The Nation, Malawi
Sacu undecided on textile deal
by Frank Phiri
18 June 2006
What a blow. The Southern African Customs Union (SACU) has not yet made up its mind on extension of the duty-free market access for four textiles and garment exporting countries, including Malawi, Economic Report has learnt.
The duty-free export status is due to expire at the end of this month. If not extended, the trade agreement could potentially threaten more than 6,000 jobs in Malawi.
SACU comprises Botswana, Namibia, Lesotho, South Africa and Swaziland (BNLS countries). Four other Southern African countries-Malawi, Mozambique, Tanzania and Zambia (MMTZ countries)-have since 2000 been exporting textiles and garments to the SACU duty-free.
In March this year, senior trade officials at Southern Africa Development Community (SADC) secretariat in Botswana told Nation Business Review that SACU had not yet made up a final decision to extend the trade deal, citing delays by MMTZ countries to send certain information and statistics demanded by SACU.
At the time, however, SACU had agreed to grant two of the MMTZ countries-Malawi and Zambia-a request for an increase in the volumes of textile exports after the two fulfilled outstanding requirements. Malawi’s quota was increased by four million to 12.5 million.
Principal Secretary in the Ministry of Trade and Private Sector Development Newby Kumwembe told Economic Report last week that a final decision on the extension was still pending.
But Kumwembe said he was optimistic the extension was going to be granted soon.
“We’re still negotiating, but the prospects are very good. Being a negotiating issue, some members of SACU are agreeable but some are still making up their minds,” he said.
Kumwembe said a meeting was due to be held at SADC level in Botswana in the next 10 days to discuss the way forward on the matter.
He said one of the conditions for the extension is that SADC exporters must attain capacity for the double-transformation regime in line with the SADC Trade Protocol.
Double transformation means that a country should have the capacity to produce fabrics and garments, for such garments to enjoy preferential market access under regional trade terms.
Namibia, Botswana, South Africa, Swaziland, Mauritius and Zimbabwe fall in the category of SADC member states that are required to meet the double transformation criteria.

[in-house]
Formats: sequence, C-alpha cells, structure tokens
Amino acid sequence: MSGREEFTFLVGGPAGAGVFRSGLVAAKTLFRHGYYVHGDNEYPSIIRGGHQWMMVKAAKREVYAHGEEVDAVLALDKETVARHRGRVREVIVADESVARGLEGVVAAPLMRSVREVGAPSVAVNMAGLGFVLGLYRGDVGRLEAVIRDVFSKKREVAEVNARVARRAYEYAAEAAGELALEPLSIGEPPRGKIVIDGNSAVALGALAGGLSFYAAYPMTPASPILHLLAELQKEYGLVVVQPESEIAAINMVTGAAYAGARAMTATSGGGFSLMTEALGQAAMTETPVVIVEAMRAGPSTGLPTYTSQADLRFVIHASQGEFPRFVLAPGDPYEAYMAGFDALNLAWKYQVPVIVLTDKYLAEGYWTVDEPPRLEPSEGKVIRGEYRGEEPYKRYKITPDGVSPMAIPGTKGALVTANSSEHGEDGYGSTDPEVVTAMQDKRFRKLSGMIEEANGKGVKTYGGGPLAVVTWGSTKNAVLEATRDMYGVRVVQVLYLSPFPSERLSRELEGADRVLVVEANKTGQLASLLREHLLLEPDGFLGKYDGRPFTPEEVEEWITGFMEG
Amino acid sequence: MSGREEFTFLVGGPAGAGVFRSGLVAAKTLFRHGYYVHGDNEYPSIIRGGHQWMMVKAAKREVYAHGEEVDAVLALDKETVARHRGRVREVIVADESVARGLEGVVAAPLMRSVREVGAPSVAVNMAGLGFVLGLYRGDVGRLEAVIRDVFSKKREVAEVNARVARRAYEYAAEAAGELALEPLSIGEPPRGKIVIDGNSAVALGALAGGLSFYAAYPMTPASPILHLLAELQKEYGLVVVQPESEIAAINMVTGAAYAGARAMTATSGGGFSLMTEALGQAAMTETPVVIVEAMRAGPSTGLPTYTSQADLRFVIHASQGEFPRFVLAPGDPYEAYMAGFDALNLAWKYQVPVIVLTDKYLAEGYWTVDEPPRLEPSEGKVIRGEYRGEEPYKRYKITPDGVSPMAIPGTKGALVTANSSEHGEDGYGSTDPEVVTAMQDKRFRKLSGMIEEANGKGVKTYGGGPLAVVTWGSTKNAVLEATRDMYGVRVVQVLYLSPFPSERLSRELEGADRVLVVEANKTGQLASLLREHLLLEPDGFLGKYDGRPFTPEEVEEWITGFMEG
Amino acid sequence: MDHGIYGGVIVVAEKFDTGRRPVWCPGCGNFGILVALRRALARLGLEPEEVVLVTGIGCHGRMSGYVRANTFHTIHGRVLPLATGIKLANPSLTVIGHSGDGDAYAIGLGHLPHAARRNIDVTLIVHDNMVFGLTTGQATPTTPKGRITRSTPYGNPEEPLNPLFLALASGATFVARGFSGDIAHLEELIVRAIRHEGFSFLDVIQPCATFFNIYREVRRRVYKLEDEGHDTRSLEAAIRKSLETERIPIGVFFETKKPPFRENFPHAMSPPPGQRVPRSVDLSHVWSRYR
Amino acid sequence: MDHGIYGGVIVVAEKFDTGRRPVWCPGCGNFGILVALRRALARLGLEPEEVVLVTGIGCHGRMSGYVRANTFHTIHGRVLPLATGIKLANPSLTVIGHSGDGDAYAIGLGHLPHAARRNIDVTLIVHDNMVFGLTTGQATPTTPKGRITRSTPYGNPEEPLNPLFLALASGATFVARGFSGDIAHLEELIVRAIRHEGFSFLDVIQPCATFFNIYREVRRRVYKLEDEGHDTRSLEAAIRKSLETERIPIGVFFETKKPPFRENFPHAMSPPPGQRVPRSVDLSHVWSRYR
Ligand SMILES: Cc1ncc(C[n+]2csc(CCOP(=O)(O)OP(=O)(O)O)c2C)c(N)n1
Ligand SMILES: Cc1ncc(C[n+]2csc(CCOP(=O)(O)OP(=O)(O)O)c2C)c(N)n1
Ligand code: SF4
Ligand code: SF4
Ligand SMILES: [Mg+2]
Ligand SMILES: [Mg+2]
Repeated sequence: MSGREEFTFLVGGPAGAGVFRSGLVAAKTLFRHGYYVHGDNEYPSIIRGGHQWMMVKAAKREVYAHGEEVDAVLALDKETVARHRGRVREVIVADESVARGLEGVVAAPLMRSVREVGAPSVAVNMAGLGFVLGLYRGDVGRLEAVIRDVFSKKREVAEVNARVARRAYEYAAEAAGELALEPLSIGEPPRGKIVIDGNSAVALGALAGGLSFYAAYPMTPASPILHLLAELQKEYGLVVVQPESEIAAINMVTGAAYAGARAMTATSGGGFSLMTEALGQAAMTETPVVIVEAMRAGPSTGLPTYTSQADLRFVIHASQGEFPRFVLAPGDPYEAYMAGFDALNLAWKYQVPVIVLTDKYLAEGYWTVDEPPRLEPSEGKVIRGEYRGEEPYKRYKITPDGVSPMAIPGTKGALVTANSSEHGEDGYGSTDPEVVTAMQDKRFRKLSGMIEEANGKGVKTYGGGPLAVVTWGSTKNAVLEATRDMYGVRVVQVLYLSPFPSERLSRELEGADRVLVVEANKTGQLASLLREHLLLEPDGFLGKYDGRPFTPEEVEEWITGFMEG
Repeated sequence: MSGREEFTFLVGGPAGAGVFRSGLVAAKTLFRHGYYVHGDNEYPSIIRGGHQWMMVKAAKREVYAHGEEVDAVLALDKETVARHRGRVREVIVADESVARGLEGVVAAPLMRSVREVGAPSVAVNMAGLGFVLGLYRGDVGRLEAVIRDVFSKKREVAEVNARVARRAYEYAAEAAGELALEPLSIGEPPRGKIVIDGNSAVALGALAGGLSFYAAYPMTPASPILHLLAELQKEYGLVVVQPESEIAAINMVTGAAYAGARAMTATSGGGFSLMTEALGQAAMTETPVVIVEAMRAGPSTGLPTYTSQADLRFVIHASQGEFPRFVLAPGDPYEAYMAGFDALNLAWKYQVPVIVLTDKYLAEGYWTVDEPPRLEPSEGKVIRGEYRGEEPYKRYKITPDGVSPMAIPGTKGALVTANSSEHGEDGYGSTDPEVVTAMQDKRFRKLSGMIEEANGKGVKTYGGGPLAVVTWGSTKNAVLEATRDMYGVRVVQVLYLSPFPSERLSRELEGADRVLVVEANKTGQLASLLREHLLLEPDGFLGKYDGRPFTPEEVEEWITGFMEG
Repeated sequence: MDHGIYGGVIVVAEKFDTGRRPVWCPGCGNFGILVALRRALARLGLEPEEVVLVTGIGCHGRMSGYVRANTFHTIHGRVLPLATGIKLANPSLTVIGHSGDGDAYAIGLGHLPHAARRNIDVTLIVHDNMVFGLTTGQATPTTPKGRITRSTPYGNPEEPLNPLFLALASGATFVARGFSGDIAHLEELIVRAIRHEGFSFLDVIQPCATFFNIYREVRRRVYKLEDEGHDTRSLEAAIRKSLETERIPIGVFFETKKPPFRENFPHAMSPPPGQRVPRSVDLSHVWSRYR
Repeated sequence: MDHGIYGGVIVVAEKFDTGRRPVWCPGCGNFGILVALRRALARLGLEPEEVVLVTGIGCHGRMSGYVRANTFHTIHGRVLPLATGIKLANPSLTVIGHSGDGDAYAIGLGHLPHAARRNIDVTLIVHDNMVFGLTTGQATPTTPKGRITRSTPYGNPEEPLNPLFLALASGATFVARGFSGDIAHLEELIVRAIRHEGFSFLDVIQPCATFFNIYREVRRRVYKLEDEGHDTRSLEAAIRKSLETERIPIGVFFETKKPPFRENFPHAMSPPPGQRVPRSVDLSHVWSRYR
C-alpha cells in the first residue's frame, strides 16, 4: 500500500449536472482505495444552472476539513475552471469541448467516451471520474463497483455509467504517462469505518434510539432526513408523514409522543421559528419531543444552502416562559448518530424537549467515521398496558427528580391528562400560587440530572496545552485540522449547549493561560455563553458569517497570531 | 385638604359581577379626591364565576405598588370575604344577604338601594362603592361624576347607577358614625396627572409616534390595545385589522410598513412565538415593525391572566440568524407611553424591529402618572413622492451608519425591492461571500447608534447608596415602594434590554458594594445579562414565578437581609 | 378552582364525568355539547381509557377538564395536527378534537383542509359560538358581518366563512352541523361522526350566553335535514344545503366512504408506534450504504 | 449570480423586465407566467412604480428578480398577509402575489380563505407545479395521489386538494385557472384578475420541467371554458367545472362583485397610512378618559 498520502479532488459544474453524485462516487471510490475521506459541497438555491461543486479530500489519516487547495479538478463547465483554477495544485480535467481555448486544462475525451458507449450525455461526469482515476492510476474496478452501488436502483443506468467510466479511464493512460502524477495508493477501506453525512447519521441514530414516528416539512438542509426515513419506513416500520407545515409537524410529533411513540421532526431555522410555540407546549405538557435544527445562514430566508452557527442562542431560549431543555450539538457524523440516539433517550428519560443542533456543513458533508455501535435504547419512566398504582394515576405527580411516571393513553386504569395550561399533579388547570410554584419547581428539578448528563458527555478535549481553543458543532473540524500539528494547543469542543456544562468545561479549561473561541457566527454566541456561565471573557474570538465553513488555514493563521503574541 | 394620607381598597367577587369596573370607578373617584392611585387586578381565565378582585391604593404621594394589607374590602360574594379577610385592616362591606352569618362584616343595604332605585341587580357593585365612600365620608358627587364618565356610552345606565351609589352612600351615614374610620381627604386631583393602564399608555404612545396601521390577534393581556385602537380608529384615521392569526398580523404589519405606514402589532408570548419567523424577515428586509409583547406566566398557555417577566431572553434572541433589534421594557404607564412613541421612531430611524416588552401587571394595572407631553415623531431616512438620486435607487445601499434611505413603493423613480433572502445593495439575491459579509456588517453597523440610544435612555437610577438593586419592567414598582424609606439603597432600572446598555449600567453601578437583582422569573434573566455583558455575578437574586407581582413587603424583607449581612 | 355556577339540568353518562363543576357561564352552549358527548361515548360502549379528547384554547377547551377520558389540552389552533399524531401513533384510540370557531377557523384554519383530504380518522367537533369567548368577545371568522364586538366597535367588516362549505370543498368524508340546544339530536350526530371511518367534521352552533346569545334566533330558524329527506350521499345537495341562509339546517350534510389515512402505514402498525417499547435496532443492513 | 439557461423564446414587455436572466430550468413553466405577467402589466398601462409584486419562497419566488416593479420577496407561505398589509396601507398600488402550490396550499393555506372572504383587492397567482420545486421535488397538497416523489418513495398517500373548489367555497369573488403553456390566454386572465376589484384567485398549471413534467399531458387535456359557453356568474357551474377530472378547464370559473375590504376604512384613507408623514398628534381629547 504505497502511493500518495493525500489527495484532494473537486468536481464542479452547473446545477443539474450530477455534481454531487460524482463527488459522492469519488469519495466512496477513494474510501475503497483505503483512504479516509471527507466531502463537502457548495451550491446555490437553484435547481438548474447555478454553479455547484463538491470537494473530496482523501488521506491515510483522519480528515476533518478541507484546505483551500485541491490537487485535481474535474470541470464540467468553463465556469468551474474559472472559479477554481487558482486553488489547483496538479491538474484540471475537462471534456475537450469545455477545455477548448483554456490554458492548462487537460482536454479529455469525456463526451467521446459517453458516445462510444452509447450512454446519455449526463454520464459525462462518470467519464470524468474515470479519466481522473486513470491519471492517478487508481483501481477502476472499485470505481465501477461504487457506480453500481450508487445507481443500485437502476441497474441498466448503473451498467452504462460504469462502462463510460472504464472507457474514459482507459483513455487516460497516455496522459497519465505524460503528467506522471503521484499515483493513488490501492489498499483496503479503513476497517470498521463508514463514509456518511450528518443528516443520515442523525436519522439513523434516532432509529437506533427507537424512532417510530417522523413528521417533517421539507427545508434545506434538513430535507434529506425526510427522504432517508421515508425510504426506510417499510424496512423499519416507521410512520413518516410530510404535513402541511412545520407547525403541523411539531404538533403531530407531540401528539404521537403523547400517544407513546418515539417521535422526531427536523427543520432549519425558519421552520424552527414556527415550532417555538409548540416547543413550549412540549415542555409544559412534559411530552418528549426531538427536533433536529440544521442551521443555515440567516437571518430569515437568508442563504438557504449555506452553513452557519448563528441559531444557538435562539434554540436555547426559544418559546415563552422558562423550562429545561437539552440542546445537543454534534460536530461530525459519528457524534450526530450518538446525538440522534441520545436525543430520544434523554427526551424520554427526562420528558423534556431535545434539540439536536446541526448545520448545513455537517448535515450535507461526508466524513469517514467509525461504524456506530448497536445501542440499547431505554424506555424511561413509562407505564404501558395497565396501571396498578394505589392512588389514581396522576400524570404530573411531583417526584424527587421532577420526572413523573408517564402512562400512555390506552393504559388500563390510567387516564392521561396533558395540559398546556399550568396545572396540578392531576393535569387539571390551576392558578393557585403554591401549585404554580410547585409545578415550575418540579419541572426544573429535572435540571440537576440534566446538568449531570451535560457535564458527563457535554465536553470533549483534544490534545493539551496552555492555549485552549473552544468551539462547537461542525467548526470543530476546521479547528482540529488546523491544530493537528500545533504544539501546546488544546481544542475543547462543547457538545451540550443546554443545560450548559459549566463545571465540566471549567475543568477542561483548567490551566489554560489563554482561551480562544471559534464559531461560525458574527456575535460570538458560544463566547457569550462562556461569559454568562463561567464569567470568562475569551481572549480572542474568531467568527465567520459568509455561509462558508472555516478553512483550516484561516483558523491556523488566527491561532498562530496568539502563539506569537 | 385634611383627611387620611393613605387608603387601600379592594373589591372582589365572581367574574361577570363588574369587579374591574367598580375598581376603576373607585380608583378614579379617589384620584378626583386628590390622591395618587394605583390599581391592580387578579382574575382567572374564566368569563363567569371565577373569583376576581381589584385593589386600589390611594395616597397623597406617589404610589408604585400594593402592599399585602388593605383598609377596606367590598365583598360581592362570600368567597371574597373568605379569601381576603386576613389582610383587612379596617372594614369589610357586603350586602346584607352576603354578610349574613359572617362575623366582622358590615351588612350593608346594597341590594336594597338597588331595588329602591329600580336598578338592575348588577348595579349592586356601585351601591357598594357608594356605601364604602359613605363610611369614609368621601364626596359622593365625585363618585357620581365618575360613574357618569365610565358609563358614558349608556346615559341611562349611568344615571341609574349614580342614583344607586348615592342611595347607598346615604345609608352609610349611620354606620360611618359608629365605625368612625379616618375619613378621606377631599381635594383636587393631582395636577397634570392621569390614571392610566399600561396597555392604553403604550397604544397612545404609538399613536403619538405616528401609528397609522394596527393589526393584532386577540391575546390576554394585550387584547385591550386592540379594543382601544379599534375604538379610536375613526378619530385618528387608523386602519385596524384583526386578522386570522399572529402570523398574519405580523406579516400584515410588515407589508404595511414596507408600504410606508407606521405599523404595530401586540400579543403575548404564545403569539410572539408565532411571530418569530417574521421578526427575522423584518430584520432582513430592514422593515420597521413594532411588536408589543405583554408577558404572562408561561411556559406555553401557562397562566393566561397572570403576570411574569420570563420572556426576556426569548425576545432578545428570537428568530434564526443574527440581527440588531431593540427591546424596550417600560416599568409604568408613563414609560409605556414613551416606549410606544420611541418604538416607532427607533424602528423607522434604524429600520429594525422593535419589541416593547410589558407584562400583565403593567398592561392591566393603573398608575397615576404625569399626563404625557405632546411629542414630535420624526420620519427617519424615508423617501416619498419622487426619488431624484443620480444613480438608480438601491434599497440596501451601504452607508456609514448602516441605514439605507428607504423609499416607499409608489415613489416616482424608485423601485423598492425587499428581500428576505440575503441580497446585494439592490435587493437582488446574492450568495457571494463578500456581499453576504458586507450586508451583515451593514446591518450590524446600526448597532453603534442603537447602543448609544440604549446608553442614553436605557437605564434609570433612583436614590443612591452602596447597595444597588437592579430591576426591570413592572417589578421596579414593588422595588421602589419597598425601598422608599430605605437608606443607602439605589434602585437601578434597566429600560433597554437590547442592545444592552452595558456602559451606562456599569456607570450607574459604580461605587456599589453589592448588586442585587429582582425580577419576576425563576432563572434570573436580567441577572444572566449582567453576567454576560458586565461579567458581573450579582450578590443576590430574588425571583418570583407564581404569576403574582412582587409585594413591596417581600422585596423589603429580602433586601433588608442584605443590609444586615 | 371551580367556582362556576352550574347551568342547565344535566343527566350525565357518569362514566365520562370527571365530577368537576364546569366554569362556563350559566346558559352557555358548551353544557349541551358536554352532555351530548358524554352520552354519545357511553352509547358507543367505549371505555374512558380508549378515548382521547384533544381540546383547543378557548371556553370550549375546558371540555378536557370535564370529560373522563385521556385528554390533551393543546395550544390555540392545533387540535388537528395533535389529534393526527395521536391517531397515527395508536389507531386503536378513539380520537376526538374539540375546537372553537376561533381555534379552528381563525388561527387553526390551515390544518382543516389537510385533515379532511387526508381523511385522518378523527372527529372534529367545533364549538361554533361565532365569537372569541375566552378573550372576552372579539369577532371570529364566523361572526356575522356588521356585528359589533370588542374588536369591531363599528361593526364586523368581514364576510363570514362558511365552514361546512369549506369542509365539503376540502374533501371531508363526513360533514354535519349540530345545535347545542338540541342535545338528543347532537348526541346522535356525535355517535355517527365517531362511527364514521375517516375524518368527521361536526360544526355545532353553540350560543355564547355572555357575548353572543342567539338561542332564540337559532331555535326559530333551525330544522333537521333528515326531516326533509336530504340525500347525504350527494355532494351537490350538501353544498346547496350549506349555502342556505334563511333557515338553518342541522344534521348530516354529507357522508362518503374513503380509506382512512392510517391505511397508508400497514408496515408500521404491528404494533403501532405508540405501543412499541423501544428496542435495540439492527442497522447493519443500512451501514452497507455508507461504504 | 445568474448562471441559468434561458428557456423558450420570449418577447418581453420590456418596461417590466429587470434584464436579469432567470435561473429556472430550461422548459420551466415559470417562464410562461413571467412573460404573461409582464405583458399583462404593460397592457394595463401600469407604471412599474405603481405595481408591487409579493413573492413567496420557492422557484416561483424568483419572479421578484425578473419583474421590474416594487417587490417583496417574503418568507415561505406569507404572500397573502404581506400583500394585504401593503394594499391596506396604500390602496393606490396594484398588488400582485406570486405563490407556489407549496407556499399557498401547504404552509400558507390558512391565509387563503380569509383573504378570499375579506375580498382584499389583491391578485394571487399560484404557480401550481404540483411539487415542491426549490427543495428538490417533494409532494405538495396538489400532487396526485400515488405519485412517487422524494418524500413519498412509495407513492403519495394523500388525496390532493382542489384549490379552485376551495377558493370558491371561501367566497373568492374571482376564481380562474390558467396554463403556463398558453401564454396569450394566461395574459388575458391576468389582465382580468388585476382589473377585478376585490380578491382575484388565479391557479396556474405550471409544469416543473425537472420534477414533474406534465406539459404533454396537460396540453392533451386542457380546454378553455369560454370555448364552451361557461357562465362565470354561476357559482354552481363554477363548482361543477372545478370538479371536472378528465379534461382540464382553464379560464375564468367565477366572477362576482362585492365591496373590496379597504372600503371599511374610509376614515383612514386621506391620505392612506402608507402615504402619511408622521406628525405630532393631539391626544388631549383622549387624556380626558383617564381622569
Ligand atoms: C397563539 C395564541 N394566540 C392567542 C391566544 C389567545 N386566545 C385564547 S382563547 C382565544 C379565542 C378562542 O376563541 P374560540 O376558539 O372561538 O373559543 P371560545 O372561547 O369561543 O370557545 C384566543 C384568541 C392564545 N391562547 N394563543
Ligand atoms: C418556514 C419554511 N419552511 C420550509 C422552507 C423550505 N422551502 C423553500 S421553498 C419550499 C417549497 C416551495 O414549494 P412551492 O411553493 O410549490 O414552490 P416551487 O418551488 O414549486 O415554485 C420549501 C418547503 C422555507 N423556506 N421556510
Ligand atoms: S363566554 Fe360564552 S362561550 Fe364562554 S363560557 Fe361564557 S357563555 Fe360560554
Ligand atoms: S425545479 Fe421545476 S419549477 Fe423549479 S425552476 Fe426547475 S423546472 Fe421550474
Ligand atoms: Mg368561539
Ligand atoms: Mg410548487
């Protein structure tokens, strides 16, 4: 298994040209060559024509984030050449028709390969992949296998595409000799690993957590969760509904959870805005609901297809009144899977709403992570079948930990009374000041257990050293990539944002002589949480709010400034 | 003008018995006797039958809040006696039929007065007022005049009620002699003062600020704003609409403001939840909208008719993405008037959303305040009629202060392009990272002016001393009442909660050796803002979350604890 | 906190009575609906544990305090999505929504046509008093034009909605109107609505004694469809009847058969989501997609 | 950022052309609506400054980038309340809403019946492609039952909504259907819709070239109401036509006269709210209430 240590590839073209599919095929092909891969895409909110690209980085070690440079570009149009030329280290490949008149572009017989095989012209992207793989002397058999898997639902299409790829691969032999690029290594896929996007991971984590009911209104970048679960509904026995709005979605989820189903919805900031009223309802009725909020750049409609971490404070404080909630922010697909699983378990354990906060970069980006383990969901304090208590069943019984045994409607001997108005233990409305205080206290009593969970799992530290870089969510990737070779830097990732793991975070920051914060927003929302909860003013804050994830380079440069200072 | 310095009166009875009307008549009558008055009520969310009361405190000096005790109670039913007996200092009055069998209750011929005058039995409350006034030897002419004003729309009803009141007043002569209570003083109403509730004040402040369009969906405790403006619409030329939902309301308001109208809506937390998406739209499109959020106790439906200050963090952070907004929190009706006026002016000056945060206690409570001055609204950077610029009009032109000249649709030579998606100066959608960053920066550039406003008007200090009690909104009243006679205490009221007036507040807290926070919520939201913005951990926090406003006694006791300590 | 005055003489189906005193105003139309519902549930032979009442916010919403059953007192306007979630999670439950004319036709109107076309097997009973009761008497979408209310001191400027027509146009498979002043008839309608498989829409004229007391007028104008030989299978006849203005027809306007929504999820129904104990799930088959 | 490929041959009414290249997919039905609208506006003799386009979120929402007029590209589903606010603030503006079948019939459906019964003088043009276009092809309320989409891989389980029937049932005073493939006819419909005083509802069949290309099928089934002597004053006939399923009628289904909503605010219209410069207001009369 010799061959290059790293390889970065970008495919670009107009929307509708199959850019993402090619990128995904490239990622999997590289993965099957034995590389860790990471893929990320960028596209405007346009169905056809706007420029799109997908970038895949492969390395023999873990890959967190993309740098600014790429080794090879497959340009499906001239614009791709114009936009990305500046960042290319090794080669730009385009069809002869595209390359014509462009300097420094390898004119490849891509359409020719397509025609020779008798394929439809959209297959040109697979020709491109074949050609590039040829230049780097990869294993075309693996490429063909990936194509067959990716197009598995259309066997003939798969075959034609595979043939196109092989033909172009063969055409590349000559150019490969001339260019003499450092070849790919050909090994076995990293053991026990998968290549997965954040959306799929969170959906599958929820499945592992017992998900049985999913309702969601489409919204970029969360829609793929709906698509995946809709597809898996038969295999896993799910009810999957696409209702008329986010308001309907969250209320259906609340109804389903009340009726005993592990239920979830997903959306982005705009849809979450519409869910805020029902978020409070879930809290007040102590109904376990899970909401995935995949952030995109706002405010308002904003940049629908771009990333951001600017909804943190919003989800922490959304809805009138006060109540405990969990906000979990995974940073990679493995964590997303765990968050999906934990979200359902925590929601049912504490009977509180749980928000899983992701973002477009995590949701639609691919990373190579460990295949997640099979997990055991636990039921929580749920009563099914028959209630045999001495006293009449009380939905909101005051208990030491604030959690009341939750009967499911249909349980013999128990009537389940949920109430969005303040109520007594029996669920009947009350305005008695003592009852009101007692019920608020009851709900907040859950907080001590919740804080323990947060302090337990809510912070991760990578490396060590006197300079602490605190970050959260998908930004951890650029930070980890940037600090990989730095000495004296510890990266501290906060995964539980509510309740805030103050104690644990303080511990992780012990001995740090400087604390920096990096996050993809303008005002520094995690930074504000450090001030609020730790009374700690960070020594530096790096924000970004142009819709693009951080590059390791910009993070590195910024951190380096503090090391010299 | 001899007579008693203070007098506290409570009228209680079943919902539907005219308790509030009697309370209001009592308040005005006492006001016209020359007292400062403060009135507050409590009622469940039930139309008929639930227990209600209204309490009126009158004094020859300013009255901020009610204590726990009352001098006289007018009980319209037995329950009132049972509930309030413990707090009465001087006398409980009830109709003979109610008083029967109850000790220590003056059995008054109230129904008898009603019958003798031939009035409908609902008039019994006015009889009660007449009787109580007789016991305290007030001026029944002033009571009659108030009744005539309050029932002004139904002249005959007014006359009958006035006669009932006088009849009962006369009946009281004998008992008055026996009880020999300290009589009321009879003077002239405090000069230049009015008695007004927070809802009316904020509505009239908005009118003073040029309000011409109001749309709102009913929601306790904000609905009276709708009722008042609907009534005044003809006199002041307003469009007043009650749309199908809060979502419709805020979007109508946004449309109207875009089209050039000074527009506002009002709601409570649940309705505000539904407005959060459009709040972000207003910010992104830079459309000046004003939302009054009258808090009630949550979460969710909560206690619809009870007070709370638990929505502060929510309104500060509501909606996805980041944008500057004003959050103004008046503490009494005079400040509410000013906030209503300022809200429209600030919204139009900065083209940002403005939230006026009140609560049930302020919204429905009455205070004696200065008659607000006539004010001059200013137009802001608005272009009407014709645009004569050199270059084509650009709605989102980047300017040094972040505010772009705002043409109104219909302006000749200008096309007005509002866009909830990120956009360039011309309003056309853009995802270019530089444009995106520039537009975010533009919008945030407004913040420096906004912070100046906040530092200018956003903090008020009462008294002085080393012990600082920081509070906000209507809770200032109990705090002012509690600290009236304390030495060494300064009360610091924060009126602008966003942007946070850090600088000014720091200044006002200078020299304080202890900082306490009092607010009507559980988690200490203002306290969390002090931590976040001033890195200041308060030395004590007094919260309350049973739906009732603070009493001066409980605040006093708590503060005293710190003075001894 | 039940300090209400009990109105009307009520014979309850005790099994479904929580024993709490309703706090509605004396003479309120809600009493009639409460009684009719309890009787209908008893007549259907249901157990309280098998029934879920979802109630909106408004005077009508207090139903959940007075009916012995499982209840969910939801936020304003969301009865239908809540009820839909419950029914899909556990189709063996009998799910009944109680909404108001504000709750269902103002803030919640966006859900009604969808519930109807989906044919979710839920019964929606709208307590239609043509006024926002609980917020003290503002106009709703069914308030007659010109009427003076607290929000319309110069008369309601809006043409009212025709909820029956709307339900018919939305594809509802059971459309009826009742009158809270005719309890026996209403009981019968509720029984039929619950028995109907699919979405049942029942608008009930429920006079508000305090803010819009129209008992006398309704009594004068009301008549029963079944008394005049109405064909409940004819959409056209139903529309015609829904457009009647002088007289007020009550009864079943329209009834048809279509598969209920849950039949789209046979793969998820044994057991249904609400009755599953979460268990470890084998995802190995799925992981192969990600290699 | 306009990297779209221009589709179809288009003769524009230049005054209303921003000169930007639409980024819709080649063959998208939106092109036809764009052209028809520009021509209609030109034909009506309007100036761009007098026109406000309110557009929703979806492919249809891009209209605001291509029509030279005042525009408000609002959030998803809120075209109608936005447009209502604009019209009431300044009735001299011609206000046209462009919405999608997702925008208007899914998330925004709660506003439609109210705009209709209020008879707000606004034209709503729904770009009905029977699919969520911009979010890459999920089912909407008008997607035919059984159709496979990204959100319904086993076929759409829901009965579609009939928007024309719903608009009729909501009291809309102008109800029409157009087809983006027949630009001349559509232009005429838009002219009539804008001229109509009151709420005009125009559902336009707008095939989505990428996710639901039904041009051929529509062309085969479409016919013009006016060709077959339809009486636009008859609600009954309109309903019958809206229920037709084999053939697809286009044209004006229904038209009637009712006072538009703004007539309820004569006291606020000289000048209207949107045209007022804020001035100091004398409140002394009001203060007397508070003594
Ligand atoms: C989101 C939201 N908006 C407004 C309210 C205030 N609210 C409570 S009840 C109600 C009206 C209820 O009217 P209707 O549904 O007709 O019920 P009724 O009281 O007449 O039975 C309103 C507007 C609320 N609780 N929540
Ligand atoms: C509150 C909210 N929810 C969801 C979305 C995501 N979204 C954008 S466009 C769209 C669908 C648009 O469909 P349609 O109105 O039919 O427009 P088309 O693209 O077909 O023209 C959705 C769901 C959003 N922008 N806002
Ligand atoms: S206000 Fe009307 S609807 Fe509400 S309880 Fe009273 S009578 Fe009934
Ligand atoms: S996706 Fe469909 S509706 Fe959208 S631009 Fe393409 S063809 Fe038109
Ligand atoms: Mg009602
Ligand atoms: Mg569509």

Until this year, Least Developed Countries (LDCs) such as Angola, DRC, Lesotho, Malawi, Mozambique, Tanzania and Zambia were expected to meet a less stringent rule of origin of single transformation, to enjoy preferential access to regional markets.
These countries are now required to upgrade to the double transformation regime-something that will not come on the cheap considering that many countries have already performed badly in building capacity for the Africa Growth and Opportunities Act (Agoa) market.
As most of the SACU members are pre-occupied with refining their own efficiencies so as to ably compete in lucrative markets in the United States of America (USA) and Europe, it seems that extension of the duty-free status is not a unilateral priority.
The current uncertainties over the extension, would, however, be to the detriment of some exporters heavily reliant on the SACU market.
“We’re talking about more than 6,000 jobs that would be jeorpadised if the SACU deal does not materialise,” Kantilal Desai, chairman of the Garments and Textile Manufacturers Association of Malawi (GTMA), said in an interview.
Desai said the Ministry of Trade and Private Sector Development had assured the association that SACU would grant the extension.
At least six companies are exporting to the SACU market. These are Knitwear Industries, Giant Clothing Limited, Chirimba Garments, Win-Win Garments, Crossbow Clothing and Exclusive Fashions.
The MMTZ/SACU Agreement is adhoc as SADC member states wait for the trading bloc to become a free-trade area (FTA) in 2008.